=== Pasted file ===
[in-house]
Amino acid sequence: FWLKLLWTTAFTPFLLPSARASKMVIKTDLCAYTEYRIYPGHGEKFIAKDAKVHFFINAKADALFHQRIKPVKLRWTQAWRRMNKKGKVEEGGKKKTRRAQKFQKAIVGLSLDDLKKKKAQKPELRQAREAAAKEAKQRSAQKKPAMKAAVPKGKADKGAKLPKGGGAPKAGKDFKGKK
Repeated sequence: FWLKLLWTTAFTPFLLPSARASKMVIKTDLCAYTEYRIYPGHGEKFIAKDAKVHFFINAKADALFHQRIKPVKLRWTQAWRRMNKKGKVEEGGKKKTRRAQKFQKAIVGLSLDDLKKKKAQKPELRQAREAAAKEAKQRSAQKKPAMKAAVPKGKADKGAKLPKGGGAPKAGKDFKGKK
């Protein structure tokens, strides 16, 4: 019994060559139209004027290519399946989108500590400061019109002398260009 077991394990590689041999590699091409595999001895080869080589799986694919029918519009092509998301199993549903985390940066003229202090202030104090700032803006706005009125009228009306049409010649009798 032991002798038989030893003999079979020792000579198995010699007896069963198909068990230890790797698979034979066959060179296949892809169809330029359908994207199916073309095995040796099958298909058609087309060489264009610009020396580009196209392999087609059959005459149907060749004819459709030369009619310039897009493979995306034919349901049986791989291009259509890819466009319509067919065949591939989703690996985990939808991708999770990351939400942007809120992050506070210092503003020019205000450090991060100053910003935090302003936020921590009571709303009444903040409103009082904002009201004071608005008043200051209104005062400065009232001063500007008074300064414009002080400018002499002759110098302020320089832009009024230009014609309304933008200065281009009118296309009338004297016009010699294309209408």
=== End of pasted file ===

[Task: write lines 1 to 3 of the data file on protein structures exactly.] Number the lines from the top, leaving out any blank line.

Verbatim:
[in-house]
Amino acid sequence: FWLKLLWTTAFTPFLLPSARASKMVIKTDLCAYTEYRIYPGHGEKFIAKDAKVHFFINAKADALFHQRIKPVKLRWTQAWRRMNKKGKVEEGGKKKTRRAQKFQKAIVGLSLDDLKKKKAQKPELRQAREAAAKEAKQRSAQKKPAMKAAVPKGKADKGAKLPKGGGAPKAGKDFKGKK
Repeated sequence: FWLKLLWTTAFTPFLLPSARASKMVIKTDLCAYTEYRIYPGHGEKFIAKDAKVHFFINAKADALFHQRIKPVKLRWTQAWRRMNKKGKVEEGGKKKTRRAQKFQKAIVGLSLDDLKKKKAQKPELRQAREAAAKEAKQRSAQKKPAMKAAVPKGKADKGAKLPKGGGAPKAGKDFKGKK